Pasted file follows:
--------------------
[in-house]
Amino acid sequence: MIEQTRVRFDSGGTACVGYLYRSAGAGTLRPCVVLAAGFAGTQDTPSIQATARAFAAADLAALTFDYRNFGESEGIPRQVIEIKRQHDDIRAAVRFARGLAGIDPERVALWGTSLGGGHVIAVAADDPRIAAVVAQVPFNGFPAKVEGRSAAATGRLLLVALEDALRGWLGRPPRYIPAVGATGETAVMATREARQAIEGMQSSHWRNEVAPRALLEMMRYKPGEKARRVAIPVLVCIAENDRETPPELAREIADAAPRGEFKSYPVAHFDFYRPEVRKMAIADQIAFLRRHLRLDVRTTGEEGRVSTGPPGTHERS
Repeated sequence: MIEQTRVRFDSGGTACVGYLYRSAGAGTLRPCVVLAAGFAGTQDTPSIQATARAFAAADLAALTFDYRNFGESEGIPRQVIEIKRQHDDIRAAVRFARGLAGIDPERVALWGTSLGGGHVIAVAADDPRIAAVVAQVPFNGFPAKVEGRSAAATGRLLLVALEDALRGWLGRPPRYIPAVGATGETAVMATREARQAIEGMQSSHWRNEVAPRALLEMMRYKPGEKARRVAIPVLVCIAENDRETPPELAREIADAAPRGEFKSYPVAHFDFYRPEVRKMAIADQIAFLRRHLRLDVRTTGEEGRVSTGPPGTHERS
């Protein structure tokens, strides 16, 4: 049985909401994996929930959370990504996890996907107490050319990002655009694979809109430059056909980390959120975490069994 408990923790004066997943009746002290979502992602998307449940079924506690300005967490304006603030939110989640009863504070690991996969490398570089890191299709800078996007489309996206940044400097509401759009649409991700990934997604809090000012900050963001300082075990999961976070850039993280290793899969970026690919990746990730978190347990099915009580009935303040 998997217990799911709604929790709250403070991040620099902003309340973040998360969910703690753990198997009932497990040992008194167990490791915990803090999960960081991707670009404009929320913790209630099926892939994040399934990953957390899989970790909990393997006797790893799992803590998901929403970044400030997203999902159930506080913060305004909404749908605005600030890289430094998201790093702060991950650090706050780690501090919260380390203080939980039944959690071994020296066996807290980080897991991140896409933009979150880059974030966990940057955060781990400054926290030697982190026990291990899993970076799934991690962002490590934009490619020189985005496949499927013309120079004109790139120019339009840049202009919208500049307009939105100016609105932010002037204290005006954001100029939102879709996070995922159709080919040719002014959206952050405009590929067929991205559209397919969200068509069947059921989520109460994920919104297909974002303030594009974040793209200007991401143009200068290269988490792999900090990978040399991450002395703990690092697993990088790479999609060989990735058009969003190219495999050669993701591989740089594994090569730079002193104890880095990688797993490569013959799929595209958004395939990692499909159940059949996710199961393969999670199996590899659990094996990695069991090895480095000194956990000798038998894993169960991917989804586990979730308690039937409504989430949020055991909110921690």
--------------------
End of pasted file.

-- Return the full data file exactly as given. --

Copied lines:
[in-house]
Amino acid sequence: MIEQTRVRFDSGGTACVGYLYRSAGAGTLRPCVVLAAGFAGTQDTPSIQATARAFAAADLAALTFDYRNFGESEGIPRQVIEIKRQHDDIRAAVRFARGLAGIDPERVALWGTSLGGGHVIAVAADDPRIAAVVAQVPFNGFPAKVEGRSAAATGRLLLVALEDALRGWLGRPPRYIPAVGATGETAVMATREARQAIEGMQSSHWRNEVAPRALLEMMRYKPGEKARRVAIPVLVCIAENDRETPPELAREIADAAPRGEFKSYPVAHFDFYRPEVRKMAIADQIAFLRRHLRLDVRTTGEEGRVSTGPPGTHERS
Repeated sequence: MIEQTRVRFDSGGTACVGYLYRSAGAGTLRPCVVLAAGFAGTQDTPSIQATARAFAAADLAALTFDYRNFGESEGIPRQVIEIKRQHDDIRAAVRFARGLAGIDPERVALWGTSLGGGHVIAVAADDPRIAAVVAQVPFNGFPAKVEGRSAAATGRLLLVALEDALRGWLGRPPRYIPAVGATGETAVMATREARQAIEGMQSSHWRNEVAPRALLEMMRYKPGEKARRVAIPVLVCIAENDRETPPELAREIADAAPRGEFKSYPVAHFDFYRPEVRKMAIADQIAFLRRHLRLDVRTTGEEGRVSTGPPGTHERS
């Protein structure tokens, strides 16, 4: 049985909401994996929930959370990504996890996907107490050319990002655009694979809109430059056909980390959120975490069994 408990923790004066997943009746002290979502992602998307449940079924506690300005967490304006603030939110989640009863504070690991996969490398570089890191299709800078996007489309996206940044400097509401759009649409991700990934997604809090000012900050963001300082075990999961976070850039993280290793899969970026690919990746990730978190347990099915009580009935303040 998997217990799911709604929790709250403070991040620099902003309340973040998360969910703690753990198997009932497990040992008194167990490791915990803090999960960081991707670009404009929320913790209630099926892939994040399934990953957390899989970790909990393997006797790893799992803590998901929403970044400030997203999902159930506080913060305004909404749908605005600030890289430094998201790093702060991950650090706050780690501090919260380390203080939980039944959690071994020296066996807290980080897991991140896409933009979150880059974030966990940057955060781990400054926290030697982190026990291990899993970076799934991690962002490590934009490619020189985005496949499927013309120079004109790139120019339009840049202009919208500049307009939105100016609105932010002037204290005006954001100029939102879709996070995922159709080919040719002014959206952050405009590929067929991205559209397919969200068509069947059921989520109460994920919104297909974002303030594009974040793209200007991401143009200068290269988490792999900090990978040399991450002395703990690092697993990088790479999609060989990735058009969003190219495999050669993701591989740089594994090569730079002193104890880095990688797993490569013959799929595209958004395939990692499909159940059949996710199961393969999670199996590899659990094996990695069991090895480095000194956990000798038998894993169960991917989804586990979730308690039937409504989430949020055991909110921690």